Many of the great healthcare thinkers and bloggers wrapped up 2008 with end-of-year considerations of the important developments in their fields, and some looked ahead with predictions for 2009.
Outsourcing pharma to the barnyard could make important drugs affordable to all.
Scientists at the University of Utah have retrogressed the genetic development of a mouse, reconstructing a half-billion-year-old gene by combining key portions of two modern mouse genes that descended from the archaic gene.
As a happy member of the Bacon of the Month Club and Polish since birth, I’m a big fan of pork. But today’s media frenzy over an article in Nature Biotechnology about some cloned pigs with meat rich in omega-3 fatty acids promises more than any pork lover can hope for: healthy bacon. We wrote a few months ago about transgenic pigs making medicine in their milk, but the latest pigs — the two on the right in this beauty shot at three weeks old — are supposed to be healthier for humans to eat because of a roundworm gene added before birth.
According to the unfrenzied article by David Biello in Scientific American:
Yifan Dai of the University of Pittsburgh and his colleagues first transferred the roundworm gene–fat-1–to
pig fetal cells. Randy Prather of the University of Missouri and his
collaborators then cloned those cells and transferred them into 14 pig
mothers. Twelve pigs were subsequently born and six of them tested
positive for the gene and its ability to synthesize omega-3 fatty acids.
Seventeen authors are listed for the Nature Biotechnology article. It’s a great piece of science that will make it possible to study the effects of omega-3s in pig models of the human heart (and way way way down the road we might get some roundworm bits added to our own genes — maybe). But even with plenty of omega-3s, the new pigs’ bacon and other cured meats — if they were ever approved for human consumption — would still be rich in saturated fat, cholesterol and sodium nitrites. "Less unhealthy" might be more accurate, but be that as it may, the press release has been posted, the AP story has been picked up, and the major media around the world are on the case.
Last night, CBS News 60 Minutes covered "The Quest for Immortality" featuring an interview with Aubrey de Grey, keynote speaker at the Health IC Summit that I’m chairing in New York later this month. Aubrey’s matter-of-fact approach to the issues of extreme life extension, what he calls Strategies for Engineered Negligible Senescence, makes it difficult to argue that aging is inevitable or that we shouldn’t try to find a cure for it. Ironically, his mildly skeptical and long-past-retirement-age interviewer was Morley Safer (age 74) who works with Andy Rooney (age 86) and Mike Wallace (age 87) on a program whose average viewer is pushing 60. The balancing view came from Jay Olshansky at the University of Illinois. It mainly amounts to "the search for immortality is always futile."
The web video starts with a short piece on Ray Kurzweil, although I don’t remember that from last night’s broadcast. The site has Firefox compatibility problems, so you may need to use Microsoft’s Internet Explorer to see the clip. You can get the transcript here.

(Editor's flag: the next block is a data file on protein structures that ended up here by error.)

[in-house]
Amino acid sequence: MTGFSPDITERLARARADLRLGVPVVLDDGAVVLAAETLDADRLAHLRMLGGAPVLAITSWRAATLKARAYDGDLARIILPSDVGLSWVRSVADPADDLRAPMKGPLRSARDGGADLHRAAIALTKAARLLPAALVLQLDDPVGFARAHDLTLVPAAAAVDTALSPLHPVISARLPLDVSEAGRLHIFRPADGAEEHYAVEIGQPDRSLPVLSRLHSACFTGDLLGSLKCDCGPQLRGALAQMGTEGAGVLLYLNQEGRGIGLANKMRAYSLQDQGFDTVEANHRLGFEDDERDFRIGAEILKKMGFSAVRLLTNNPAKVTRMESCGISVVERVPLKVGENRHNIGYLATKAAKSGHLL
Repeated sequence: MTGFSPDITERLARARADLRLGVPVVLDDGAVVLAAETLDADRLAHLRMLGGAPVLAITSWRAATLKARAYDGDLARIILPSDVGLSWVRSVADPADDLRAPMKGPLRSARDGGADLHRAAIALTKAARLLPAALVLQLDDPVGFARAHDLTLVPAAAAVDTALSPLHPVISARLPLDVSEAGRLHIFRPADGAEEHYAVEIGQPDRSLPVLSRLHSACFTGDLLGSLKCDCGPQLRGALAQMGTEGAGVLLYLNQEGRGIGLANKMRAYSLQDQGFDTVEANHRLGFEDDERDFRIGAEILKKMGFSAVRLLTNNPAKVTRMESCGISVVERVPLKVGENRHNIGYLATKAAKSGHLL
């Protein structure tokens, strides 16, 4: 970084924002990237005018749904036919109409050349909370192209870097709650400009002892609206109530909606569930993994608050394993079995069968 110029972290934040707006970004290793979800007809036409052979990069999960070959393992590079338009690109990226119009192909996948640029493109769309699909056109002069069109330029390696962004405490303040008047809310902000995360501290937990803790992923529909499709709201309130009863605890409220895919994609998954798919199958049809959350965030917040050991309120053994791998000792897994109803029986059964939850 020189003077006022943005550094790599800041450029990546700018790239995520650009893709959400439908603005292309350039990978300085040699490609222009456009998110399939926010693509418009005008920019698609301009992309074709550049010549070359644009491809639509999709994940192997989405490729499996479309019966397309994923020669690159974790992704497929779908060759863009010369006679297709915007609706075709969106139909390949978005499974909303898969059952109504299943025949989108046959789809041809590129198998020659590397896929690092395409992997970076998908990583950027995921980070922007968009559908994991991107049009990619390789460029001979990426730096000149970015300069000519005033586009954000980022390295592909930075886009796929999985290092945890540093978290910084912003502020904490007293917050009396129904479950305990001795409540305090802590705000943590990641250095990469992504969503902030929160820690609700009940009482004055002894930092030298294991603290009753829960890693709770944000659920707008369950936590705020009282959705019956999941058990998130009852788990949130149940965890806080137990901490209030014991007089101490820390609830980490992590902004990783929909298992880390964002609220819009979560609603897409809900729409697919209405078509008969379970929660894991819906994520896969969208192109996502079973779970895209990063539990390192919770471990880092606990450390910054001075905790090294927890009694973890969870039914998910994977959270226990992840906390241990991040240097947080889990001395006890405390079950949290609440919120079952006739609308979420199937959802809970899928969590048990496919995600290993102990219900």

Aubrey de Grey’s Health IC Summit keynote is scheduled for Wednesday, January 25, 2006.
In another demonstration of Korea’s emerging biotech prowess, scientists at Chungnam National University have cloned pigs that have been genetically modified to produce an expensive cancer treatment. Professor Park Chang-sik and his team at the Research Center for Transgenic Cloned Pigs said that four female piglets are expected to express GM-CSF (granulocyte-macrophage colony stimulating factor) in their milk next year. GM-CSF, marketed by Berlex Pharmaceuticals under the trade name Leukine, builds up white blood cells in patients with leukemia and anemia or those who have low white blood cell counts during cancer treatment. From Berlex, GM-CSF costs more than $100 per daily dose. According to an article in The Korea Times, "Park expected the GM-CSF produced by genetically
engineered pigs would be commercially viable in a decade after going
through a serious of clinical tests."
Doctors prescribing medicines use way too much trial and error to match drugs and doses. If the first prescription doesn’t work, they try a different drug, change the dosage or start looking for interactions with other drugs the patient is taking. Success is counted when the side effects are not too gruesome and the patient improves.
Pharmacogenomics, combining pharmaceutical knowledge with our increasing understanding of the human genome, analyzes a patient’s genotype to find prescriptions that maximize effectiveness and minimize side effects. It can also reduce adverse drug reactions, a major cause of healthcare mortality.
Ten years ago, genetic testing like this was strictly a laboratory affair. Today, you can do it at home with products like Genelex’s mail order DNA test kits that screen for drug reactions, identify disease tendencies and even check ancestry and paternity. Tests cost anywhere from $250 for an identity profile to $1,590 for a Platinum Package.
The Genelex web site is split into branches "For the Public" and "For Medical Professionals." It’s the public side that suggests DNA testing as a nice gift … maybe for Fathers Day or Valentines Day, I guess.